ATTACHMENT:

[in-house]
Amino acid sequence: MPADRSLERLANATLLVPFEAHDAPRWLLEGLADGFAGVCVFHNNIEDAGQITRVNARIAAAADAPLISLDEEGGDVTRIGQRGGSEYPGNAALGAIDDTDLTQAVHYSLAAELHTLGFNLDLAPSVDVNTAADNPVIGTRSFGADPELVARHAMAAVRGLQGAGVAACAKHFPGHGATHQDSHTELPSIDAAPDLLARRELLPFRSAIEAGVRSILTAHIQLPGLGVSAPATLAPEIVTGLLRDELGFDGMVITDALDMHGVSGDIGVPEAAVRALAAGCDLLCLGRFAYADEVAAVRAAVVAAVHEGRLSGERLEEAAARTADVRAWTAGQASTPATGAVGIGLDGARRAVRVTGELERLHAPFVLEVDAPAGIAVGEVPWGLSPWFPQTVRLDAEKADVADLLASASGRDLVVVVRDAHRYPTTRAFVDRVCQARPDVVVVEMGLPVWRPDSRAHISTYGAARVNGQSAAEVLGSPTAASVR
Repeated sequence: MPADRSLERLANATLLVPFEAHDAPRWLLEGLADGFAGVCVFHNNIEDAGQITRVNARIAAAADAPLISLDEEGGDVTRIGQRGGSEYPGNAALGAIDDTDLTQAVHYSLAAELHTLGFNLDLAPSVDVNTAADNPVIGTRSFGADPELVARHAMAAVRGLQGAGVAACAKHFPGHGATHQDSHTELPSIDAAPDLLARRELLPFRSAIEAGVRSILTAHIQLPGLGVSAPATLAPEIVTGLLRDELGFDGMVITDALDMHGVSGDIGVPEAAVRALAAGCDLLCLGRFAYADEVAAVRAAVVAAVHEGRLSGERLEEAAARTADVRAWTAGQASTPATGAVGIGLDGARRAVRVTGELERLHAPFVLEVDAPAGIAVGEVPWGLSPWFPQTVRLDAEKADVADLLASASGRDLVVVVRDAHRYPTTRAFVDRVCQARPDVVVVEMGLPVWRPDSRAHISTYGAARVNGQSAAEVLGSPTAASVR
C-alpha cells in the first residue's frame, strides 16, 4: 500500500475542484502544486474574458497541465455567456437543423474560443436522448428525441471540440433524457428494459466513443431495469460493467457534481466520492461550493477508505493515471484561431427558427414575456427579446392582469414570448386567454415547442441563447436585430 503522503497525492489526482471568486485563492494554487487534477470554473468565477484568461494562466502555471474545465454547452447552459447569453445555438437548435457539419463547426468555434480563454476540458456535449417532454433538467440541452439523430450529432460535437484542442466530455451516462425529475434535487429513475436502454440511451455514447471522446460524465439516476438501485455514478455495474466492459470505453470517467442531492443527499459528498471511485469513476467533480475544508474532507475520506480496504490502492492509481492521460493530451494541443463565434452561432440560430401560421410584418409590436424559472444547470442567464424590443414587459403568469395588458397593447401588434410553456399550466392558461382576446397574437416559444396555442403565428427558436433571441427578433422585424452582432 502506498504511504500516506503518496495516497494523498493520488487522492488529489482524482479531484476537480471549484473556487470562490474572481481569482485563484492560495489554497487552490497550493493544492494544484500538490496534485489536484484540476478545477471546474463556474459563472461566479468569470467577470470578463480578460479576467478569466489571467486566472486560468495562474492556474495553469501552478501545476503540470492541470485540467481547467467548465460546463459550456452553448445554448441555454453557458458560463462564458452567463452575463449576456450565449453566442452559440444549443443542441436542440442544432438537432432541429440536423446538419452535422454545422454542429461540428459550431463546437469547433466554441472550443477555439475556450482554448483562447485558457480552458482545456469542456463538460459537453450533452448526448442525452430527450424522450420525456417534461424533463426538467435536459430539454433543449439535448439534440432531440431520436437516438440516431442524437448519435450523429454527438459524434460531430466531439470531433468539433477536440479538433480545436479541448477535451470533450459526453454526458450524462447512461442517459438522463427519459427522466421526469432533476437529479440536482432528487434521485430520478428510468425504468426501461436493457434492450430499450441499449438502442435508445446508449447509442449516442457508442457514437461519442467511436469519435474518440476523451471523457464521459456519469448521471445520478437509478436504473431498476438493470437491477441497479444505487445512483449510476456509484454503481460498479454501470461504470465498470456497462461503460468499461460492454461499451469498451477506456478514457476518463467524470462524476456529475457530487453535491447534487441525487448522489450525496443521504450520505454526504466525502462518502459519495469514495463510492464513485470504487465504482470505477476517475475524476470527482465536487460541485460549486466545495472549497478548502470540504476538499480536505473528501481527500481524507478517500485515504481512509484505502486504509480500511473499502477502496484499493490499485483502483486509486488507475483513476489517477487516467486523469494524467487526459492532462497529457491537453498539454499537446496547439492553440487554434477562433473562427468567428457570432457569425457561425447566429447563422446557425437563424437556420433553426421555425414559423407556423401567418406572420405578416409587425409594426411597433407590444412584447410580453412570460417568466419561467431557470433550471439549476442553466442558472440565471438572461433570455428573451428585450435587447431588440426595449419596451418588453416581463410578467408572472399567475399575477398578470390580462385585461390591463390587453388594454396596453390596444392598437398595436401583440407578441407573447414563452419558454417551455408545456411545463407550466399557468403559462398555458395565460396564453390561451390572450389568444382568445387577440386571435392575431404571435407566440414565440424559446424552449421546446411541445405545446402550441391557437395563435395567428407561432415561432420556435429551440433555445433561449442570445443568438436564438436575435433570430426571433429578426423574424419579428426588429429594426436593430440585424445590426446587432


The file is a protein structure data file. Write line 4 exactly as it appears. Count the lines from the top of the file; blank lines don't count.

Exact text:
C-alpha cells in the first residue's frame, strides 16, 4: 500500500475542484502544486474574458497541465455567456437543423474560443436522448428525441471540440433524457428494459466513443431495469460493467457534481466520492461550493477508505493515471484561431427558427414575456427579446392582469414570448386567454415547442441563447436585430 503522503497525492489526482471568486485563492494554487487534477470554473468565477484568461494562466502555471474545465454547452447552459447569453445555438437548435457539419463547426468555434480563454476540458456535449417532454433538467440541452439523430450529432460535437484542442466530455451516462425529475434535487429513475436502454440511451455514447471522446460524465439516476438501485455514478455495474466492459470505453470517467442531492443527499459528498471511485469513476467533480475544508474532507475520506480496504490502492492509481492521460493530451494541443463565434452561432440560430401560421410584418409590436424559472444547470442567464424590443414587459403568469395588458397593447401588434410553456399550466392558461382576446397574437416559444396555442403565428427558436433571441427578433422585424452582432 502506498504511504500516506503518496495516497494523498493520488487522492488529489482524482479531484476537480471549484473556487470562490474572481481569482485563484492560495489554497487552490497550493493544492494544484500538490496534485489536484484540476478545477471546474463556474459563472461566479468569470467577470470578463480578460479576467478569466489571467486566472486560468495562474492556474495553469501552478501545476503540470492541470485540467481547467467548465460546463459550456452553448445554448441555454453557458458560463462564458452567463452575463449576456450565449453566442452559440444549443443542441436542440442544432438537432432541429440536423446538419452535422454545422454542429461540428459550431463546437469547433466554441472550443477555439475556450482554448483562447485558457480552458482545456469542456463538460459537453450533452448526448442525452430527450424522450420525456417534461424533463426538467435536459430539454433543449439535448439534440432531440431520436437516438440516431442524437448519435450523429454527438459524434460531430466531439470531433468539433477536440479538433480545436479541448477535451470533450459526453454526458450524462447512461442517459438522463427519459427522466421526469432533476437529479440536482432528487434521485430520478428510468425504468426501461436493457434492450430499450441499449438502442435508445446508449447509442449516442457508442457514437461519442467511436469519435474518440476523451471523457464521459456519469448521471445520478437509478436504473431498476438493470437491477441497479444505487445512483449510476456509484454503481460498479454501470461504470465498470456497462461503460468499461460492454461499451469498451477506456478514457476518463467524470462524476456529475457530487453535491447534487441525487448522489450525496443521504450520505454526504466525502462518502459519495469514495463510492464513485470504487465504482470505477476517475475524476470527482465536487460541485460549486466545495472549497478548502470540504476538499480536505473528501481527500481524507478517500485515504481512509484505502486504509480500511473499502477502496484499493490499485483502483486509486488507475483513476489517477487516467486523469494524467487526459492532462497529457491537453498539454499537446496547439492553440487554434477562433473562427468567428457570432457569425457561425447566429447563422446557425437563424437556420433553426421555425414559423407556423401567418406572420405578416409587425409594426411597433407590444412584447410580453412570460417568466419561467431557470433550471439549476442553466442558472440565471438572461433570455428573451428585450435587447431588440426595449419596451418588453416581463410578467408572472399567475399575477398578470390580462385585461390591463390587453388594454396596453390596444392598437398595436401583440407578441407573447414563452419558454417551455408545456411545463407550466399557468403559462398555458395565460396564453390561451390572450389568444382568445387577440386571435392575431404571435407566440414565440424559446424552449421546446411541445405545446402550441391557437395563435395567428407561432415561432420556435429551440433555445433561449442570445443568438436564438436575435433570430426571433429578426423574424419579428426588429429594426436593430440585424445590426446587432